Karli Winfrey: Fashionista

Although Winfrey doesn't plan on furthering her modeling into a career, she is enjoying it as a hobby right now (Photo Permission by: Carlette Winfrey).

Alycia Washington, Senior Staff Reporter

There are many different interpretations of what is considered art. Although the most common is the kind that is either sculpted, drawn, or painted, art in general is extremely objective. Senior Karli Winfrey considers herself to be an artist in an unconventional way: modeling.

“To me modeling is another form of art,” said Winfrey. “Expression and design is another projection of self and modeling is what helps portray design”.

Winfrey, who describes herself as being easy going, personable, and inclusive, started modeling just last month. Despite her inexperience, she has not struggled with booking gigs and had the opportunity to walk the runway twice within the month of September.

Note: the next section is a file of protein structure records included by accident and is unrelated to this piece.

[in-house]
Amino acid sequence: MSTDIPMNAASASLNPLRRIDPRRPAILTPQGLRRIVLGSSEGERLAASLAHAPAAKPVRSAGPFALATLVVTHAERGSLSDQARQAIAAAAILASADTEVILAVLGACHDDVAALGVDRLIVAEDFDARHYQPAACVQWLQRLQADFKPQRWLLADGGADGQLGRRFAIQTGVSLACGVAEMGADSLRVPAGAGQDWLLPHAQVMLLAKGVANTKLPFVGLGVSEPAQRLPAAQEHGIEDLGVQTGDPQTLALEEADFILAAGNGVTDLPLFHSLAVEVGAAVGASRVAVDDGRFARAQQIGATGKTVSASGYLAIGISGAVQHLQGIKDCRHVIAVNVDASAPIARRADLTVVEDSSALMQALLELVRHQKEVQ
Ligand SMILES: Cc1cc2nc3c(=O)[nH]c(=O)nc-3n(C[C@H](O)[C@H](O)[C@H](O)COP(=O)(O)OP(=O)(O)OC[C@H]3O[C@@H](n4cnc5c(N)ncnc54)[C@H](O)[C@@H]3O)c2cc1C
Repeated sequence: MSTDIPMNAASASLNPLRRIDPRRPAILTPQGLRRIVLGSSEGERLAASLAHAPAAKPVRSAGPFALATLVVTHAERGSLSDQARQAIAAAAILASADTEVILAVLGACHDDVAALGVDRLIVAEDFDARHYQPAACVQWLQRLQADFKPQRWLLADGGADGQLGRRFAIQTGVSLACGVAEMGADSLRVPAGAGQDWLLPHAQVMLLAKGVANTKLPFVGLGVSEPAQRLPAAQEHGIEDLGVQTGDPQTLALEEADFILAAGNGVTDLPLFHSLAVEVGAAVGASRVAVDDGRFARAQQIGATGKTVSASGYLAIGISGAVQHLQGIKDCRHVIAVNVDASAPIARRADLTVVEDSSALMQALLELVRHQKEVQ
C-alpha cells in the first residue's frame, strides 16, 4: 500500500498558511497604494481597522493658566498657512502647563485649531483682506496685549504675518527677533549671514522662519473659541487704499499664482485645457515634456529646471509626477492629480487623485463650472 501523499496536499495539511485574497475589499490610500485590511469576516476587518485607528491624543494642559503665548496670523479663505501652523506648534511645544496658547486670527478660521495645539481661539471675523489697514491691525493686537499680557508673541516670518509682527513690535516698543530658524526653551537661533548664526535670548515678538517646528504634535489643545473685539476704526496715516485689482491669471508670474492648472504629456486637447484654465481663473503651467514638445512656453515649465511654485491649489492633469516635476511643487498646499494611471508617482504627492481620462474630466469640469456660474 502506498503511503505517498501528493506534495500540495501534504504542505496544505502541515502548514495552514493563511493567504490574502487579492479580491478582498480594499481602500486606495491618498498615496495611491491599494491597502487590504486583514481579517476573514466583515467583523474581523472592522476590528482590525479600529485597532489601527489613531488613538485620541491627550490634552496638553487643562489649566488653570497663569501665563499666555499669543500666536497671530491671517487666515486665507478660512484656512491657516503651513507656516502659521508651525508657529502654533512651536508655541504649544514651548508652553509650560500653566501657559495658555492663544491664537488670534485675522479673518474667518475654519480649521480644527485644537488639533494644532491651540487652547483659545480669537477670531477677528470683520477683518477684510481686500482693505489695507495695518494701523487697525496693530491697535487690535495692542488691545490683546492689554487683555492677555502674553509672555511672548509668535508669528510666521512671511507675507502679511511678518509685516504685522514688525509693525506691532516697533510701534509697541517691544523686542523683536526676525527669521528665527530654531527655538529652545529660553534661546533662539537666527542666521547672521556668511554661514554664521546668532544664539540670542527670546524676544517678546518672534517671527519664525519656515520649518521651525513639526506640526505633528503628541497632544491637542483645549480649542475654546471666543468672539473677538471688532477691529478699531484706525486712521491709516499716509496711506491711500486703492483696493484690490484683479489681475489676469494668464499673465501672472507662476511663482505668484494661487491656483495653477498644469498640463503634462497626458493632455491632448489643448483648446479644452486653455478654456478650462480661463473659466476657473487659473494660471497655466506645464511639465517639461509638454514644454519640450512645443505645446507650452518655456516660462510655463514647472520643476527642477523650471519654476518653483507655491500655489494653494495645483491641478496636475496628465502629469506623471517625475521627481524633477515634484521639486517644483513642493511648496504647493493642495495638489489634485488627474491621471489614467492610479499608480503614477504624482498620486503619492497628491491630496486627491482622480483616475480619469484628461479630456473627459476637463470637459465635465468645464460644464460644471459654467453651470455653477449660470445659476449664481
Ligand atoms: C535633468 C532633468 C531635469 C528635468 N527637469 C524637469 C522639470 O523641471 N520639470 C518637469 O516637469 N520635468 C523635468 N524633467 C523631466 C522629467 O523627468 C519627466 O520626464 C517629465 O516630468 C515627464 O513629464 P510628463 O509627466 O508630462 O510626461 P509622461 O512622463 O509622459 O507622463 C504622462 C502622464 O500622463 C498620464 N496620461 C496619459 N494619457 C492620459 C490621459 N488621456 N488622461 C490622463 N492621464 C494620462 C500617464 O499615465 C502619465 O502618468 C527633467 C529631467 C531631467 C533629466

Winfrey admitted that walking in heels was something she had to perfect before starting to model. Winfrey described the first time she walked down the runway as “extremely intense.”

“My first time walking I was really nervous,” said Winfrey. “In modeling, you’re the focus, and I’m pretty insecure when being watched and looked at, but after getting past that, you have an adrenaline rush, which is a great feeling.”

Jordan Dunn, Chanel Iman, and Ajak Deng are a few famous models that Winfrey looks up to. Winfrey finds Deng inspiring because she is African American and has short hair, like Winfrey. According to Winfrey,  Deng proves that you do not have to have the so-called ‘look’ to be successful in the modeling industry.

Besides modeling, Winfrey is involved in stage crew at U of D Jesuit; she contributes as a member of B.A.S.E., and she is the co-founder of the Mercy Film Club. In the future Winfrey plans on “dabbling” in modeling but is not interested in it as a full-fledged career.

“The whole climate would change if I started doing it as a livelihood, so it [will] be more of a hobby for me,” said Winfrey.